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lighting design of immersive Nissan snow globe

By Design: Christien Methot Lights The Nissan Snow Globe

As if a harbinger for a long, cold, northeastern winter, Nissan built a giant snow globe at the Oculus at the World Trade Center in New York City in December 2018 to launch its latest model Altima. The walk-in-size snow globe was produced by Stuart Wiessman Productions, and lit by Christien Methot of Design One, working in collaboration with ad agency TBWA and experiential agency Fake LoveThe idea was to set the 2019 Nissan Altima in a variety of urban winter scenes, with snow swirling under the dome.

“The role of the lighting designer was to transform the snow globe in a theatrical setting in a realistic manner, using light to move from a sunny day to a rainy afternoon to a stormy night,” explains Methot. “The lighting, the snow machines, and a video floor all worked in harmony to create the desired effects.”

lighting design of immersive Nissan snow globe

The lighting gear, provided by 4Wall Entertainment, included 12 Elation Artiste Picasso units, four Elation Fuze wash 575s, and 80 Chroma-Q Color Force II 12'' striplights.  An MA Lighting  grandMA2 full size console triggered via SMPTE controlled the video floor content via Dataton Watchout. “We were all in sync with the sound track, which was embedded in the video,” Methot explains.

The 36' snow globe was basically a custom-made geodesic dome stretched with plastic—a white opaque back half and a transparent front half. One arch of truss, like part of a circle truss, ran concentric with the inside of the geodesic dome. “People can walk inside. It was an Instagram moment in the world’s largest snow globe,” quips the LD.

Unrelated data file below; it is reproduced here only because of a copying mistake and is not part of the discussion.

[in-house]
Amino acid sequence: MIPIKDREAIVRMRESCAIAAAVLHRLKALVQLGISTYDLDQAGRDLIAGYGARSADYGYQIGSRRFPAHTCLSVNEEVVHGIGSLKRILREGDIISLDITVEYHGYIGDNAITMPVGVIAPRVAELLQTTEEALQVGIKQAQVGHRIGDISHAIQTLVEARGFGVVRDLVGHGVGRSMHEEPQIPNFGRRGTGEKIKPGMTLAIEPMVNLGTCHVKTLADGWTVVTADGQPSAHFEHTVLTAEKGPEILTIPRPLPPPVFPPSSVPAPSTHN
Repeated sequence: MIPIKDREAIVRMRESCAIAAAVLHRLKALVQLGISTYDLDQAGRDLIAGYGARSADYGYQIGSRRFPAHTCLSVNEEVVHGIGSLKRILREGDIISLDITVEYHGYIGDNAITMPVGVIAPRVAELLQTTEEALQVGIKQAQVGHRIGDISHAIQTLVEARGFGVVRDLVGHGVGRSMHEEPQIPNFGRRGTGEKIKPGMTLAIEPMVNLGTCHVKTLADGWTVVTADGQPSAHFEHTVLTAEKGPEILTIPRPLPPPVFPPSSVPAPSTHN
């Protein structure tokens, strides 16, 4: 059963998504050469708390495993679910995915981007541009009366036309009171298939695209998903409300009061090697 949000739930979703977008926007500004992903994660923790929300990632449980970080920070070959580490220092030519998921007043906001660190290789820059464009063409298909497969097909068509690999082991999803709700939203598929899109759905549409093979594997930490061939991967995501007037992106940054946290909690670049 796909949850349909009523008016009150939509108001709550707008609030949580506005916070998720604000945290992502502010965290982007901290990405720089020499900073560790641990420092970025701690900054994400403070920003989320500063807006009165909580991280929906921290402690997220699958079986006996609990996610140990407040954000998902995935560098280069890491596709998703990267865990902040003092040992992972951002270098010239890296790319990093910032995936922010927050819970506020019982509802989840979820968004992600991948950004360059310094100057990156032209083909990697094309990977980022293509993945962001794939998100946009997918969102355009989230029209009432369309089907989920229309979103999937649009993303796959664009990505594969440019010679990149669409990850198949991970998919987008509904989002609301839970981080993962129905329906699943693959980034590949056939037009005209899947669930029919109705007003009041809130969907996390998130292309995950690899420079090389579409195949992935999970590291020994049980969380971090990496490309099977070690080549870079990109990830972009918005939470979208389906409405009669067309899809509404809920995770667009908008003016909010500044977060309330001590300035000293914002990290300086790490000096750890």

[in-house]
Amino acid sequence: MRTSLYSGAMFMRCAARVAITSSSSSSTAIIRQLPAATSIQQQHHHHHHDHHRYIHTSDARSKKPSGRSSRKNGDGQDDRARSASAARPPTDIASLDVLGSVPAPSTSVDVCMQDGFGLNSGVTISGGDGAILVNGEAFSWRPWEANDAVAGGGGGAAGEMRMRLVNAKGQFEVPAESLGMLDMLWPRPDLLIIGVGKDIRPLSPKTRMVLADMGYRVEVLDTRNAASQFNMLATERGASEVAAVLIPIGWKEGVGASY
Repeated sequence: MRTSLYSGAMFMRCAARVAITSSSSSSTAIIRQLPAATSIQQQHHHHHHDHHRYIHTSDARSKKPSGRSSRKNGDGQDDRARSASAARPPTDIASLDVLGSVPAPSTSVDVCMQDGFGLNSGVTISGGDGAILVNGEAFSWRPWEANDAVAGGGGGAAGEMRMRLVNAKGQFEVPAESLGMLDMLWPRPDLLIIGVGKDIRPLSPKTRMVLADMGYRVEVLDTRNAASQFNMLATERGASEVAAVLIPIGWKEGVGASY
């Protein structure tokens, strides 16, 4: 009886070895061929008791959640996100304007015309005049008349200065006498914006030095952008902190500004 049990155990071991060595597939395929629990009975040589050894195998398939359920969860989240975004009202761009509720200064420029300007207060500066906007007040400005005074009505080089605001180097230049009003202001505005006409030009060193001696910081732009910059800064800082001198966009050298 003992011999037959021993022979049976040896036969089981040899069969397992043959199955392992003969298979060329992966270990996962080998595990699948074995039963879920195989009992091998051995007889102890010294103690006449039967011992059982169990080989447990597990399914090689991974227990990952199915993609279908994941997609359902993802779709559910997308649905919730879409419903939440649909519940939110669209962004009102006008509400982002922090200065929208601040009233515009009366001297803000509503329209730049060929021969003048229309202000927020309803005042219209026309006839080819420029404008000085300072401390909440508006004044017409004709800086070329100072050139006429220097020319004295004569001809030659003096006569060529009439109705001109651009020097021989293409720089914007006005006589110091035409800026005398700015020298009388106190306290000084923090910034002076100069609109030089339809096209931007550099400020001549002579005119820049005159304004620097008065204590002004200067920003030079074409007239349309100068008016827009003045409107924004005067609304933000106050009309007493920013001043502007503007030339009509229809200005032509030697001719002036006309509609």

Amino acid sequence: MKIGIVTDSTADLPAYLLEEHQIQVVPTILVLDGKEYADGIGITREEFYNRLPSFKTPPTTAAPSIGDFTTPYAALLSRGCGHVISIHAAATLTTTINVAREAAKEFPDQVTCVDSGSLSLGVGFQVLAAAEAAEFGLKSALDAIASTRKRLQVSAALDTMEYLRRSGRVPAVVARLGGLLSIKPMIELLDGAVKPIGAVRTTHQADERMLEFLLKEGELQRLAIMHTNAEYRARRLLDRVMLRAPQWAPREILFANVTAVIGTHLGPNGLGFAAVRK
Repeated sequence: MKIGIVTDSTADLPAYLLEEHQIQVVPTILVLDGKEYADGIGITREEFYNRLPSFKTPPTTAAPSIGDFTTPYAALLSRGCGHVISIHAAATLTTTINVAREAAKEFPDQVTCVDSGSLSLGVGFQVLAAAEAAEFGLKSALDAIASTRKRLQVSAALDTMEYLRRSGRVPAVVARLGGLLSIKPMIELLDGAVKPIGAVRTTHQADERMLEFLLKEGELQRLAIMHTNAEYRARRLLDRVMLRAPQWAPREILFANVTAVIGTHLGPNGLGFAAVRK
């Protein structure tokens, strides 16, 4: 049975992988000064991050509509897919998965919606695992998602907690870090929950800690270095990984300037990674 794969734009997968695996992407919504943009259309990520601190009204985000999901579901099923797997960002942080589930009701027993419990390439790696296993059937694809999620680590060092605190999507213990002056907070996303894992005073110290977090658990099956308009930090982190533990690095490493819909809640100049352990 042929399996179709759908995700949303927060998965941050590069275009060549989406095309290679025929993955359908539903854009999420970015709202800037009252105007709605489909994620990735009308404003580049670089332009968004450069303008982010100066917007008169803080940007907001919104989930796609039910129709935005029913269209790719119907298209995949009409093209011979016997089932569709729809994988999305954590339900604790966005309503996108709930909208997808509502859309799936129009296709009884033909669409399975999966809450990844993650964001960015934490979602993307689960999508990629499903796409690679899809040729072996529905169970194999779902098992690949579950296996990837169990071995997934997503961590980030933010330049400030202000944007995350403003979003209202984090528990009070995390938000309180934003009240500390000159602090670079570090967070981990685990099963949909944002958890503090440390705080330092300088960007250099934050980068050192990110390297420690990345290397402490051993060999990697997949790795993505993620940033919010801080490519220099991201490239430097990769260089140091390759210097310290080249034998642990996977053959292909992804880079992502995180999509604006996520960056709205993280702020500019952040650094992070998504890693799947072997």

lighting design of immersive Nissan snow globe

“The video floor tiles made it look like the car was moving through the environment,” says Methot, who points out that additional gear was sourced from United Rigging and VER, with Ed D’Amico in charge of the video.

“We hid the striplights behind the scenery and into the floor of a tipped forward forced perspective New York City skyline and all around the perimeter to treat the back of the geodesic dome like a cyclorama,” Methot adds, noting that the Fuze fixtures were all about the car, washing it with light.

“The Picasso fixtures added texture in the sky, from logos to clouds, which were puffy on a sunny day to streaky as we get into a storm,” says Methot. “We wanted to show the environment from sun to rain to snow, to market the new Nissan Altima SUV.”

All the color comes from the Chroma-Q striplights. “The great dynamic range of color helped us transform the space,” praises Methot. “The new lens is nice, and they are incredibly bright.”

An experiential, fully immersive experience, combining theatrical techniques and marketing savvy to tell the story of a new car!

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